Glow by Rick James and David Ritz (July 8, hardcover, $26, ISBN 978-1476764146). Best known for his song ”Super Freak” hitmaker, singer, innovator, producer, award-winning pioneer in the fusion of funk groove and rock, the late James collaborated with music biographer Ritz in this posthumously published, wild look into the rock star’s life.
(dist. by Hal Leonard)
Eric Clapton: His Life and Music by Marc Roberty (Apr. 15, paper, $27.99, ISBN 978-1617130540) is the complete Clapton biography, detailing the whole of his career, not just the relationships at the center of Clapton’s autobiography, but the music that made the famed guitarist great.
Man on the Run: Paul McCartney in the 1970s by Tom Doyle (June 17, hardcover, $27, ISBN 978-0804179140). This account of the little known, agonizing decade in McCartney’s life starts with his personal crisis following the break-up of the Beatles and details his reclusive, hippie lifestyle, the awkward beginnings of his start-up band, Wings, and all the drinking, drugs, and arrests along the way.
(dist. by Perseus)
Strange Beautiful Music: A Musical Memoir by Joe Satriani and Jake Brown (Apr. 8, hardcover, $24.95, ISBN 978-1939529640) takes fans on their first authorized tour of the guitar legend’s climb to stardom, his time with supergroup Chickenfoot, and the creative odyssey involved in the writing and recording of a storied catalogue of classics. Announced first printing: 40,000.
Country Music Broke My Brain: A Behind-the-Microphone Peek at Nashville’s Famous and Fabulous Stars by Gerry House, foreword by Reba McEntire (Mar. 4, hardcover, $24.95, ISBN 978-1939529909). Popular national country radio host House shares hilarious stories and conversations with country music’s biggest names. Announced first printing: 20,000.
(dist. by IPG)
It’s Not Only Rock ’n’ Roll Iconic Musicians Reveal the Source of Their Creativity by Jenny Boyd and Holly George-Warren (Apr. 1, paper, $14.95, ISBN 978-1782194620). Features some of the world’s most iconic musicians—B. B. King, Joni Mitchell, Keith Richards, Queen Latifah, and more than 70 others—discussing the creative process in exclusive interviews.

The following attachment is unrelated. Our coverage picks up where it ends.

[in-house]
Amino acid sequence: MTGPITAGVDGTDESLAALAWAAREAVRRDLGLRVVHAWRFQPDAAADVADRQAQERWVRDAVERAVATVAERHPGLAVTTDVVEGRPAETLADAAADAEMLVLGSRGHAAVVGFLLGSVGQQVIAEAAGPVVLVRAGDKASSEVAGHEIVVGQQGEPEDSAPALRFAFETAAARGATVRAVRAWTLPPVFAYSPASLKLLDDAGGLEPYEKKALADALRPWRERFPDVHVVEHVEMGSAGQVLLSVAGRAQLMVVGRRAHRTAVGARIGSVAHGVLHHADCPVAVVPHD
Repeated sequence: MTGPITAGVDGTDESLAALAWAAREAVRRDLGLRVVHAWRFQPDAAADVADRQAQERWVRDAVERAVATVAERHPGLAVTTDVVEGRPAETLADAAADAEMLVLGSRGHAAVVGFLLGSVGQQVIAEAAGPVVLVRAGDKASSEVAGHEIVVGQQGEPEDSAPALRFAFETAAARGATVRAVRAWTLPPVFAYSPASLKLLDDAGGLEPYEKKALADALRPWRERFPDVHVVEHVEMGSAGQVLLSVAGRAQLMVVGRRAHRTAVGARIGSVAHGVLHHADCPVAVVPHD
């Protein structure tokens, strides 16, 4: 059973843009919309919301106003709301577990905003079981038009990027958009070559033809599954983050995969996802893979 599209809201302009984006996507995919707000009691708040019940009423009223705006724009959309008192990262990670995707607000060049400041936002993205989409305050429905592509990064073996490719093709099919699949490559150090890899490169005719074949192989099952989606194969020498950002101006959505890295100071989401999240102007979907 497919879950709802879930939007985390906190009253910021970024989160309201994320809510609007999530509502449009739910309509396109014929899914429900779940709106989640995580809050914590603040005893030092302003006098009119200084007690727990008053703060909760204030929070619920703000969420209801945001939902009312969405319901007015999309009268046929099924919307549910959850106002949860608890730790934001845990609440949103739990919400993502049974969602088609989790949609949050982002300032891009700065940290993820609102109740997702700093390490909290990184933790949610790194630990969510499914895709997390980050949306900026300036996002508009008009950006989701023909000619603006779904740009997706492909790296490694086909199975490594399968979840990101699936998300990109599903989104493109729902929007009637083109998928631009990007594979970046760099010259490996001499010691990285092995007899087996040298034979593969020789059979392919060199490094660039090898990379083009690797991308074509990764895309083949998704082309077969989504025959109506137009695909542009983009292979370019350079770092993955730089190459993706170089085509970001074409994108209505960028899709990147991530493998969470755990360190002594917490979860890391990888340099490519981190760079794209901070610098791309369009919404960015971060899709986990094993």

Chicago Review Press
(dist. by IPG)
Leonard Cohen on Leonard Cohen: Interviews and Encounters by Jeff Burger (Apr. 1, hardcover, $29.95, ISBN 978-1613747582). One of the most admired performers of the last half century opens up about his stranger-than-fiction, roller-coaster ride of a life in more than 50 interviews—many classic, some never published before—conducted worldwide between 1966 and 2012
Here Comes Everybody: The Story of the Pogues by James Fearnley (May 1, paper, $18.95, ISBN 978-1556529504). The Pogues injected the fury of punk into Irish folk music and gave the world the troubled, iconic, darkly romantic songwriter Shane MacGowan. Fearnley, founding member and accordion player, draws from his personal experiences, journals, and correspondence kept throughout his career to tell their tale.
Lifting My Voice: A Memoir by Barbara Hendricks, foreword by Kofi A. Annan (June 1, hardcover, $32.95, ISBN 978-1613748527). Growing up African-American in segregated Arkansas in the 1950s, opera singer Hendricks witnessed firsthand the painful struggle for civil rights and found a passion for social justice. Now an international prize winner and ambassador for the United Nations, she presents a warm, honest self-portrait of living as an anti-diva.
City Lights Books
(dist. by Consortium)
Woman with Guitar: Memphis Minnie’s Blues by Paul and Beth Garon (Apr. 1, paper, $17.95, ISBN 978-0872866218). A vivid portrait of one of the blues’ most influential female artists, her dark humor, and the popular poetry of her lyrics.
Coach House Books
(dist. by Consortium)
Gods of the Hammer: The Teenage Head Story by Geoff Pevere (Feb. 11, paper, $13.95, ISBN 978-1552452844). The definitive look at one of the ’70s underrepresented punk bands: its cult following, manic style, and how the group almost (but not quite) found fame.
(dist. by PGW)
Here Comes the Night: The Dark Soul of Bert Berns and the Dirty Business of Rhythm and Blues by Joel Selvin (Apr. 15, hardcover, $25, ISBN 978-1619023024). Pop music critic Selvin reaches back to ’60s era rhythm and blues to share the untold story of Bert Berns: legendary Atlantic Records’ songwriter and record producer who was responsible for hit songs such as “Piece of my Heart” and “Twist and Shout.”
Da Capo Press
(dist. by Perseus)
The Time of My Life: A Righteous Memoir by Bill Medley and Mike Marino (Apr. 8, hardcover, $26.99, ISBN 978-0306823169). Fifty years after his first hit single, Rock and Roll Hall of Famer Medley remains an icon of popular music and one of its most beloved voices. Medley looks back a long career, international fame, but also his commitment to faith and family which took on new perspective after the murder of his wife. Announced first printing: 40,000.